• Page 28

    Set the primary IP address of VLAN-interface 1 as the gateway address of the hosts on subnet  172.16.1.0/24. Set the secondary IP address of VLAN-interface 1 as the gateway address of the hosts on subnet  172.16.2.0/24. Figure 12 Network diagram for IP addressing configuration 172.16.1.0/24 Switch Host B...

  • Page 29: Displaying And Maintaining Ip Addressing

    <Switch> ping 172.16.2.2 PING 172.16.2.2: 56 data bytes, press CTRL_C to break Reply from 172.16.2.2: bytes=56 Sequence=1 ttl=255 time=25 ms Reply from 172.16.2.2: bytes=56 Sequence=2 ttl=255 time=26 ms Reply from 172.16.2.2: bytes=56 Sequence=3 ttl=255 time=26 ms Reply from 172.16.2.2: bytes=56 Sequence=4 ttl=255 time=26 ms Reply from 172.16.2.2: bytes=56 Sequence=5 ttl=255 time=26 ms --- 172.16.2.2 ping statistics --- 5 packet(s) transmitted...

  • Page 30: Dhcp Overview

    DHCP overview Introduction to DHCP The Dynamic Host Configuration Protocol (DHCP) provides a framework to assign configuration information to network devices. It uses the client/server model. A typical DHCP application, as shown in Figure 13, includes a DHCP server and multiple clients (PCs and laptops).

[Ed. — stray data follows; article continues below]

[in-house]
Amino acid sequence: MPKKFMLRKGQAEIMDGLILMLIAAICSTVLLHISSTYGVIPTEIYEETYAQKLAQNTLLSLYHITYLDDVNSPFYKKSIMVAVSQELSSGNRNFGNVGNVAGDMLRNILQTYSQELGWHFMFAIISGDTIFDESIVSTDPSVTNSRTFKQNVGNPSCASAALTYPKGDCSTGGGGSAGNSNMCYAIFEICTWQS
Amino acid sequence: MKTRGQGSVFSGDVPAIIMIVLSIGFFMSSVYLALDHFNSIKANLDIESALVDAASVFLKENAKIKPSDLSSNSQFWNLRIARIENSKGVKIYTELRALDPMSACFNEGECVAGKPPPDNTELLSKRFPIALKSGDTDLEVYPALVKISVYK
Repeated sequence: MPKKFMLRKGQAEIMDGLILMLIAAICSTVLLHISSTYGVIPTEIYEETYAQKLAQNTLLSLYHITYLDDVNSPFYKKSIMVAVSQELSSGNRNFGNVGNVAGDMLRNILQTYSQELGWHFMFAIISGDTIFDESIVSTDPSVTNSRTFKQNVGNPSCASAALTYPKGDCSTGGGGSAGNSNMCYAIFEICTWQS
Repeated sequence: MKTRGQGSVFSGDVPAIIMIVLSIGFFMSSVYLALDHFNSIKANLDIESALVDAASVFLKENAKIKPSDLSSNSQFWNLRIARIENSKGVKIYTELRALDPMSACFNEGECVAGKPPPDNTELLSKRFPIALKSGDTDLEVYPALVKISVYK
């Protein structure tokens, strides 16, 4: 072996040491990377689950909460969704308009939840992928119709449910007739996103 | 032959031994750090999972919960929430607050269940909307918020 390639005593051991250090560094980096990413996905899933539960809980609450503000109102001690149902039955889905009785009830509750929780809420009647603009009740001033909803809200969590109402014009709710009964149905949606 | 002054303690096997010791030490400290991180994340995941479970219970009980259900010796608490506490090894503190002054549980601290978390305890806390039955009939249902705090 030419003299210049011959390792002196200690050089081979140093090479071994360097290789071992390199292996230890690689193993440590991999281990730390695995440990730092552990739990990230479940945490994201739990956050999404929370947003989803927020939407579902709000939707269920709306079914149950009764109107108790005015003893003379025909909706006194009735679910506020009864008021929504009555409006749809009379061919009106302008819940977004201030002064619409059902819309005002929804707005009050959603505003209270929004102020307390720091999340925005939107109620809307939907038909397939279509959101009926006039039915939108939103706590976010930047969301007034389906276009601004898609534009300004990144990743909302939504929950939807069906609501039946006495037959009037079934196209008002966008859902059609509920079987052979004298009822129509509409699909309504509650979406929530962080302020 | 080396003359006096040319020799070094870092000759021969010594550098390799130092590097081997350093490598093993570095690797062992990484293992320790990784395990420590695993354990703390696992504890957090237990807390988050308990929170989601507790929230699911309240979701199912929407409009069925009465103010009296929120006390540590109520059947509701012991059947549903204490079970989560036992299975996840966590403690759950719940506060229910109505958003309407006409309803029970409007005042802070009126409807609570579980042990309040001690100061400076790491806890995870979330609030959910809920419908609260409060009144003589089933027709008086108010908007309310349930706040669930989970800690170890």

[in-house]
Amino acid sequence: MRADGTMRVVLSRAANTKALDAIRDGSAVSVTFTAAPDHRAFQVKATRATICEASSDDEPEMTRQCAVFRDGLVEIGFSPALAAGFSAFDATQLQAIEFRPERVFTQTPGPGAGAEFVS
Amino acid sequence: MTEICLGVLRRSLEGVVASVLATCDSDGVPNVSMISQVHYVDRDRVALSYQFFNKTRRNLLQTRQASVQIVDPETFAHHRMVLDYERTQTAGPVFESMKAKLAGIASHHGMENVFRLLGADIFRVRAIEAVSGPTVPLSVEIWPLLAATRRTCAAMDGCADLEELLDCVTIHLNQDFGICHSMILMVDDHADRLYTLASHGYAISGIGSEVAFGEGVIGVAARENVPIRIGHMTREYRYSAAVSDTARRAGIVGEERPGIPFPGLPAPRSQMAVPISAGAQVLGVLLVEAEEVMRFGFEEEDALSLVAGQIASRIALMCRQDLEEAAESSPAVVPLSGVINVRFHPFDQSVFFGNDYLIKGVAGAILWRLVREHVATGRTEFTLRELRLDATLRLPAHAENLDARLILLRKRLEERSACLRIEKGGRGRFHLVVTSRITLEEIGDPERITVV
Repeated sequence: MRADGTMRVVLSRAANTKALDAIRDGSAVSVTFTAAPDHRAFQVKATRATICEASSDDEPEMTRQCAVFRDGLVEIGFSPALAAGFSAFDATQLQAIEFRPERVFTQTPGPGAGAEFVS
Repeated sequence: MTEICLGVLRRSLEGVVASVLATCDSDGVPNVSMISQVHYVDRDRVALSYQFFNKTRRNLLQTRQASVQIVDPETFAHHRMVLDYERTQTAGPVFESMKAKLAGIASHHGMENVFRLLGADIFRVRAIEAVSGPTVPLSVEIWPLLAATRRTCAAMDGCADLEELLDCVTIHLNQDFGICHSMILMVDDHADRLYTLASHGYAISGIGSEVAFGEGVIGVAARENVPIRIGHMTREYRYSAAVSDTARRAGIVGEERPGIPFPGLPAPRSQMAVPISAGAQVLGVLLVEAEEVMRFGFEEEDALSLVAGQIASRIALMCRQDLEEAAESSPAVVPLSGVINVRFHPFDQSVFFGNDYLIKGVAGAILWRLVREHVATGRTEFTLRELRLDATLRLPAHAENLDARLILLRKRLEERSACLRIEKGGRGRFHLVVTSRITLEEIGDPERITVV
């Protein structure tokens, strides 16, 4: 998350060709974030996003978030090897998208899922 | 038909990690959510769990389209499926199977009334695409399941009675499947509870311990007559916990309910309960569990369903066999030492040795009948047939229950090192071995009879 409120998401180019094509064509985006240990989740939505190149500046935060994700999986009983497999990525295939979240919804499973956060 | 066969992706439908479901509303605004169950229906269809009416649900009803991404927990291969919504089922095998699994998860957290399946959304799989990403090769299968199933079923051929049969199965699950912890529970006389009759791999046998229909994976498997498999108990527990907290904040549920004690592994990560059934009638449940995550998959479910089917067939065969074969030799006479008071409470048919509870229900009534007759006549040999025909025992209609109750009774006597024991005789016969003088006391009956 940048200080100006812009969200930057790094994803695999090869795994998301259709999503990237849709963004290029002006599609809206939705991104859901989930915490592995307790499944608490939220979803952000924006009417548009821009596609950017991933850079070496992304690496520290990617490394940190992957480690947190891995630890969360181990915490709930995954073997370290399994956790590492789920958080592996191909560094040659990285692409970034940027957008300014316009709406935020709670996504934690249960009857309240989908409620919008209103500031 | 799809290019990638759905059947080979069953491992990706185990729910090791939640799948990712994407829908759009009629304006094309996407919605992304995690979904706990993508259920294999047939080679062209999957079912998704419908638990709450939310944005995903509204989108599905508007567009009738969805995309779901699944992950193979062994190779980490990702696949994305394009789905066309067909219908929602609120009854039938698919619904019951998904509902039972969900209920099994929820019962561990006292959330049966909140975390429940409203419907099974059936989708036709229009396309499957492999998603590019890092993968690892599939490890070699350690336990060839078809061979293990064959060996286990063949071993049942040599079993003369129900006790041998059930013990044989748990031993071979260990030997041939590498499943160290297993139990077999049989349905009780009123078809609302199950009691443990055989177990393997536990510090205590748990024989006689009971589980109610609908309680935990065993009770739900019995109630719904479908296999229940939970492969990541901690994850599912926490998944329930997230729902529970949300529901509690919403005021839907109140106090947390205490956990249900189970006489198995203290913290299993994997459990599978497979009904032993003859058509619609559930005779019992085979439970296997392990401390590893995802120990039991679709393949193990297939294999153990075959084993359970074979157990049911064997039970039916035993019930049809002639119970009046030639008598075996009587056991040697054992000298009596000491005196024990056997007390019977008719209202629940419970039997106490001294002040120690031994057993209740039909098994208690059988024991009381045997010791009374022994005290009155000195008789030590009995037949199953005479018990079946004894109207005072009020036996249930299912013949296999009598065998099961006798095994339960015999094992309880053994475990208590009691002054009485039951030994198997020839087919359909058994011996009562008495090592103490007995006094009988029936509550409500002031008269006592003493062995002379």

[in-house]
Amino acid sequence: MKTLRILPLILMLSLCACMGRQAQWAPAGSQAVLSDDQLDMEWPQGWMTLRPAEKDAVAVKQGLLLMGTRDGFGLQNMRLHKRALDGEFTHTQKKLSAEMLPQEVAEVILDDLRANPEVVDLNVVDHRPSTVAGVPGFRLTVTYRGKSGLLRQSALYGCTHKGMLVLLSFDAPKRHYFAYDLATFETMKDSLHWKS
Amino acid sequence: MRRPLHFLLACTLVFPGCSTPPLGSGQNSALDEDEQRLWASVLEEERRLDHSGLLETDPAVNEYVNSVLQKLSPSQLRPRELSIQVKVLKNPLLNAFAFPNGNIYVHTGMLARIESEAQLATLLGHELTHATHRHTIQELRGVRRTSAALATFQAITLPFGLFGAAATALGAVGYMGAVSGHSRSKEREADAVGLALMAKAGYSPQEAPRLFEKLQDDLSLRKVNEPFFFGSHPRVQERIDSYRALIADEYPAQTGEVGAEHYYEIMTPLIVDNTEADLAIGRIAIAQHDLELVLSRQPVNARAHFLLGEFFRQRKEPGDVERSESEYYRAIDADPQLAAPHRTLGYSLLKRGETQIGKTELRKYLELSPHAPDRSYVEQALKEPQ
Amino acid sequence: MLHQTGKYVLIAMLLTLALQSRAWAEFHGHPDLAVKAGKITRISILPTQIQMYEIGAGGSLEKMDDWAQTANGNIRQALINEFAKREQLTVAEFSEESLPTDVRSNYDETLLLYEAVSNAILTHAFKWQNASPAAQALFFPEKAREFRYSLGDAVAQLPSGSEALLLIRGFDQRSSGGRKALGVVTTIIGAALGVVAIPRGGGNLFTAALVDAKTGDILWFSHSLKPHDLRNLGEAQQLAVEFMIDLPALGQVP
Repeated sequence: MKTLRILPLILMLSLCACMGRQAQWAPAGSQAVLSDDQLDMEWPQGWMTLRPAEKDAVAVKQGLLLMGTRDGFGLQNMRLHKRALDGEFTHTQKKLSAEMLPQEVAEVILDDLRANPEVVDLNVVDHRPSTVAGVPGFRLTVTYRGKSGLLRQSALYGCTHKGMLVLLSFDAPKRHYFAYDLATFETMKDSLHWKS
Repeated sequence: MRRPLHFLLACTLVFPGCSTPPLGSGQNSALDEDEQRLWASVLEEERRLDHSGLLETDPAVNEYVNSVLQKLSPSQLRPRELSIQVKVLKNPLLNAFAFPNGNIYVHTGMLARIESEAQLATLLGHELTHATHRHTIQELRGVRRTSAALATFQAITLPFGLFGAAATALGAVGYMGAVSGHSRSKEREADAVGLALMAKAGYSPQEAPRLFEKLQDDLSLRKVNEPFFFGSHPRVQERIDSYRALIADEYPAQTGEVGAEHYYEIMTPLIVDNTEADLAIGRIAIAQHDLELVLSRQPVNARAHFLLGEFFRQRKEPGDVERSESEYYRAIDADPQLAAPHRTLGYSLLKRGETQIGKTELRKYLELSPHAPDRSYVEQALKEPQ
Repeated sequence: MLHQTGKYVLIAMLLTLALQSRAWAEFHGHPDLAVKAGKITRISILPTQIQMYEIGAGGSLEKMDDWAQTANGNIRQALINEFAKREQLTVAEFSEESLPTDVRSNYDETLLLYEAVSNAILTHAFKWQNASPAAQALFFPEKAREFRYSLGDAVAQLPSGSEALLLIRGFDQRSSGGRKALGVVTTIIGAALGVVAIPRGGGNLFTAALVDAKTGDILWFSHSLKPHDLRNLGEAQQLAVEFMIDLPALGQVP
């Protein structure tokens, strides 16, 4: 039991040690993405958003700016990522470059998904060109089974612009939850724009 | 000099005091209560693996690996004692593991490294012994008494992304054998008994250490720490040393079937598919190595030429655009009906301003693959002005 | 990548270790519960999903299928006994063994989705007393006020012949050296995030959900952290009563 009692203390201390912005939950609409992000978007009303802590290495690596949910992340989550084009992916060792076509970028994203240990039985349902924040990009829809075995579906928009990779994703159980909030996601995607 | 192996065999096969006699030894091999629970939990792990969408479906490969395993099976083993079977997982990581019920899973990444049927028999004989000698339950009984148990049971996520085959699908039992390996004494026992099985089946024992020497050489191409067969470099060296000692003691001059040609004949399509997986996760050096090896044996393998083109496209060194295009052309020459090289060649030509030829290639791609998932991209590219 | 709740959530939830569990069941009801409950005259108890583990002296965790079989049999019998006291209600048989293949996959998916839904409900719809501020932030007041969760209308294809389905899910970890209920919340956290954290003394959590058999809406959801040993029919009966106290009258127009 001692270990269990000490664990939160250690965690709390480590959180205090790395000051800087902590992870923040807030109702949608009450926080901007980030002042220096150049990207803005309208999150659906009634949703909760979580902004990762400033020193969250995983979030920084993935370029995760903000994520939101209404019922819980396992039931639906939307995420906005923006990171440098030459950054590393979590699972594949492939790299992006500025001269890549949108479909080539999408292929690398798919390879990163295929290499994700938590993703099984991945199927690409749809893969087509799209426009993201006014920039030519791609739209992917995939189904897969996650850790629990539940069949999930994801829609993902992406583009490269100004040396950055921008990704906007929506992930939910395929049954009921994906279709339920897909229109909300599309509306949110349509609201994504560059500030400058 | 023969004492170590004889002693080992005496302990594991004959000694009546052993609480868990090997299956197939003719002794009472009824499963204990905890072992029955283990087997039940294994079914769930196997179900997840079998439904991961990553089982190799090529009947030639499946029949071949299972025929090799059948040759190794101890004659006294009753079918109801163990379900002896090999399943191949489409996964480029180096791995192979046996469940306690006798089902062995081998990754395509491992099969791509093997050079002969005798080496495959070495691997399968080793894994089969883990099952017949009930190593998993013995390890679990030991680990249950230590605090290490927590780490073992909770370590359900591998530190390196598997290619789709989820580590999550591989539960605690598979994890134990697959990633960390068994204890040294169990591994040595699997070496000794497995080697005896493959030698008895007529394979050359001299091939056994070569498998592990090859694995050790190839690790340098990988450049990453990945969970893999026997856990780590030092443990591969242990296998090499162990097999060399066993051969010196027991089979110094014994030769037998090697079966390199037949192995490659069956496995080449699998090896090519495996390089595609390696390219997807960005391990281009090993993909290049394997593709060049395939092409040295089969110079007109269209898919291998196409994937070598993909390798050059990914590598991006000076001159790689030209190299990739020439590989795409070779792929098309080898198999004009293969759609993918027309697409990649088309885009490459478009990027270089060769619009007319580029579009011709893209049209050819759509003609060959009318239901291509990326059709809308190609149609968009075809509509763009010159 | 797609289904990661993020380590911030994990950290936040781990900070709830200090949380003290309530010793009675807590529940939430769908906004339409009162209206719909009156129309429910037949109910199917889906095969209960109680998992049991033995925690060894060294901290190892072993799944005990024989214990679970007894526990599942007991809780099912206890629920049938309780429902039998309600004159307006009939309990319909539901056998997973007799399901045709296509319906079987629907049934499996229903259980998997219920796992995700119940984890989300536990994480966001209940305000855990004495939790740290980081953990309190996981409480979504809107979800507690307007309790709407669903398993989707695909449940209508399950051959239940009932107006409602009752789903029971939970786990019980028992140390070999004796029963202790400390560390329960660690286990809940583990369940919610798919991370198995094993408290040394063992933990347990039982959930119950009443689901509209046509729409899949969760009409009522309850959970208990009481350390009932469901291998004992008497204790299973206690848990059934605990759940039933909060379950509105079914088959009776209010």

• Page 31: Dynamic Ip Address Allocation Process

    Dynamic IP address allocation process Figure 14 Dynamic IP address allocation process DHCP client DHCP server (1) DHCP-DISCOVER (2) DHCP-OFFER (3) DHCP-REQUEST (4) DHCP-ACK The client broadcasts a DHCP-DISCOVER message to locate a DHCP server. A DHCP server offers configuration parameters, such as an IP address, to the client in a DHCP- OFFER message.

  • Page 32: Dhcp Message Format

    DHCP message format Figure 15 shows the DHCP message format, which is based on the BOOTP message format although DHCP uses some of the fields in significantly different ways. The numbers in parentheses indicate the size of each field in bytes. Despite the name ―option‖, some of the parameters in the Options field are required for basic DHCP functionality.

  • Page 33: Dhcp Options

    DHCP options Overview DHCP uses the same message format as BOOTP, but DHCP uses the Option field to carry information for dynamic address allocation and to provide additional configuration information to clients. Figure 16 shows the DHCP option format. Figure 16 DHCP option format Option type Option length Value (variable)

  • Page 34

    Vendor-specific option (Option 43) DHCP servers and clients use Option 43 to exchange vendor-specific configuration information. The client sends a request with Option 43, including a vendor string that identifies a vendor. Upon receiving the request, the DHCP server refers to the vendor-specific options table, and returns a response message with Option 43 to assign the appropriate vendor-specific information to the DHCP client.

  • Page 35

     Figure 19 shows the format of the value field of the PXE server address sub-option. The value of the PXE server type can only be 0. The server number field indicates the number of PXE servers contained in the sub-option. The server IP addresses field contains the IP addresses of the PXE servers.